Imagine the difficulty in treating a dangerous disease that can facilitate the onset of another deadly disease, one that makes the first one much worse. That is the horror of "diabulimia." Diabulimia is not an official diagnosis or a medically recognized term; it refers to those with diabetes who purposefully skip or reduce their insulin doses in order to lose weight, to the point where their behavior constitutes a diagnosable eating disorder and leaves their diabetes condition woefully mistreated.
Just as disordered eating habits fall along a scale from weight preoccupation to bulimia or anorexia, restricting insulin for weight loss purposes can range from an infrequent practice to an uncontrollable phenomenon that puts the patient at risk of dying, says Ann E. Goebel-Fabbri, a psychologist at Joslin Diabetes Center in Boston. About 30 percent of diabetic women use insulin restriction for weight loss purposes at some point in their lives, she says, though that of course does not mean they have a full-on eating disorder. What's startling is that Type 1 diabetics are two and a half times more likely to develop an eating disorder than other women. Given that eating disorders are the deadliest of all psychiatric conditions, this tendency puts women who are already in a precarious health situation in an even more fragile state.
Type 1 diabetes is an autoimmune condition wherein cells that make insulin are attacked by the body's own immune system. Insulin is the hormone that allows the body to access energy from food, in the form of glucose traveling in the bloodstream. Without insulin, cells can't access the glucose and are left to starve, while the blood stream is saturated with the stuff, causing symptoms such as excessive urination, extreme thirst, low energy, and weight loss.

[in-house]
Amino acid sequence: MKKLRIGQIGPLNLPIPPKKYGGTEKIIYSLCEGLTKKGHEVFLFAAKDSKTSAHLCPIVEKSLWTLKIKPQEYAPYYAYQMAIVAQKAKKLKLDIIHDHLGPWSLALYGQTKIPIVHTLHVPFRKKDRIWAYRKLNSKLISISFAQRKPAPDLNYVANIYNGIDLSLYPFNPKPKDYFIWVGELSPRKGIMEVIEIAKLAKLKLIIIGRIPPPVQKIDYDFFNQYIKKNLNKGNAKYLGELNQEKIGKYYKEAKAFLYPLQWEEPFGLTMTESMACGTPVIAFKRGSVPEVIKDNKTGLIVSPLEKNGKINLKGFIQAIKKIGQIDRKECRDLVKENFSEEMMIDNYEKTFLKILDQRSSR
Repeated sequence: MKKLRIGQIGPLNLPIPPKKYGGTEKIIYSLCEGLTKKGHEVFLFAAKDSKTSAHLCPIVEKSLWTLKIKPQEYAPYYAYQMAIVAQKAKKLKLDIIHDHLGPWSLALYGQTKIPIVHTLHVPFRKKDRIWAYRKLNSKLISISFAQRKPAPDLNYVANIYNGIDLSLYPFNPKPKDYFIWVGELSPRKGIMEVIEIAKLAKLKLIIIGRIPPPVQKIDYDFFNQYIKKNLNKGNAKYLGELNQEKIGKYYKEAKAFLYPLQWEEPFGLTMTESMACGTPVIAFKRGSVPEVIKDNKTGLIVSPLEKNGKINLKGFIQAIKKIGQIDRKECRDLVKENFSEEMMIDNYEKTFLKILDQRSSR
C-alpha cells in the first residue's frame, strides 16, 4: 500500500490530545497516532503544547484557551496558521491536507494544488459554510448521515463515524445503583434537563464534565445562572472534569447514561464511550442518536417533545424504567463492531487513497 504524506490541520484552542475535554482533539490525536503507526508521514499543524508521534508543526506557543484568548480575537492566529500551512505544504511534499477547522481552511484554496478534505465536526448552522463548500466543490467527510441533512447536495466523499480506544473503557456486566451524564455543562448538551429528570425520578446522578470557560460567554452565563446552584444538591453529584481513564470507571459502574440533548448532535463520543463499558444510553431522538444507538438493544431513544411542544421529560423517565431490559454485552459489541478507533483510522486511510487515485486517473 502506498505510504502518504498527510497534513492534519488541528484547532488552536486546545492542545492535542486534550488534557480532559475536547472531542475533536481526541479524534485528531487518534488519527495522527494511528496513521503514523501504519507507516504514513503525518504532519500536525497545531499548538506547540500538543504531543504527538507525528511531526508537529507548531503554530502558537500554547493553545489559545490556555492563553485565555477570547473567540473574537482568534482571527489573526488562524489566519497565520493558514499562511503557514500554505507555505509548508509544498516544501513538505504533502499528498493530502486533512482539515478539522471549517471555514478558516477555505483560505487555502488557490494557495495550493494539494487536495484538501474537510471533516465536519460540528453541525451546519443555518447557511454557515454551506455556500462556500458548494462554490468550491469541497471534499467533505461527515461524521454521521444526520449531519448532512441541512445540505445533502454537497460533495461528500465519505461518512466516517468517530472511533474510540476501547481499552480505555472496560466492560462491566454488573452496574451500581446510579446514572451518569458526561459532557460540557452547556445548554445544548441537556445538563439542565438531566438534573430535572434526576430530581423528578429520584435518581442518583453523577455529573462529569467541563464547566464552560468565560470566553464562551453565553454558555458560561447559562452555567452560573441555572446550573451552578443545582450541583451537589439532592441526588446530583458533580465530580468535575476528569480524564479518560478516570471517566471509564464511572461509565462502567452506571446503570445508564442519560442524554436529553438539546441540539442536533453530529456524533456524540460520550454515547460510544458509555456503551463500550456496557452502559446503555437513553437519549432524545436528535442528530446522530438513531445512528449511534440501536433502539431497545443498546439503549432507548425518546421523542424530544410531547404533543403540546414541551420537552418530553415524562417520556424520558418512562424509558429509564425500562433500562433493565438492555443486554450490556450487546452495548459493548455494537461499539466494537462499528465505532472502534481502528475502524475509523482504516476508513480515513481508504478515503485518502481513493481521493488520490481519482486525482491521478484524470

As the body turns to other tissues for energy sources, severe consequences unfold, including a high risk of falling into a coma. For those who consistently keep their blood-glucose levels too high by forgoing insulin, long-term damage to eyes, kidneys, nerves, and the circulatory system is likely.
Such dire consequences would seem to be a frightening deterrent to withholding insulin, but the reason women with diabetes are more at risk for developing an eating disorder could be in part because of the treatment they undergo, says Goebel-Fabbri. As patients, they are taught to be very aware of their calorie intake and their weight. "Somewhere this gets lost in that translation, and women who would be at risk for an eating disorder anyway develop a greater concern and a greater preoccupation with weight, along with rigid ideas about eating. It's a slippery slope."
Once a woman is in the grips of an eating disorder, the threat of, say, blindness or amputation is no match for their psychological need to stay thin and avoid insulin. "It's not that these patients are unaware of the risks," says Goebel-Fabbri. "They know they feel bad, they know the risks are severe, but their eating disorder takes control over their lives. It's no longer consciously driven." Though the thrill of an easy weight-loss plan may have drawn them in initially, they no longer reap any benefits from being slim.
The therapy practiced on these patients is similar to treatment for anorexia and bulimia, in that they are taught nutrition management and flexible thinking skills about eating and weight. But anyone treating a diabulimic must simultaneously help them stabilize their blood glucose levels and get used to administrating their daily shots. "It's a delicate balance between doing what's good for the patient and what's comfortable for them, because many are terrified on insulin," says Goebel-Fabbri. "We must help them to chip away at those fears, and develop a clearer understanding of what insulin does."
While there are no long-term data on treatment outcomes of women with diabulimia (nor are their statistics on how many men may be suffering from both conditions), it is a difficult problem to overcome. Then again, says Goebel-Fabbri, "the initial health benefit and the improvement that people feel once they start taking their insulin—more energy, an elevated mood—can be very motivating."
The phenomenon of diabulimia has been documented in the research literature since the late 1980s, but has only just recently been covered in the popular press. Goebel-Fabbri hopes this new awareness will help those with diabulimia to realize they are not alone, and that treatment is available. She also hopes that family members, friends, teachers, and coaches of potential sufferers will encourage them to get help.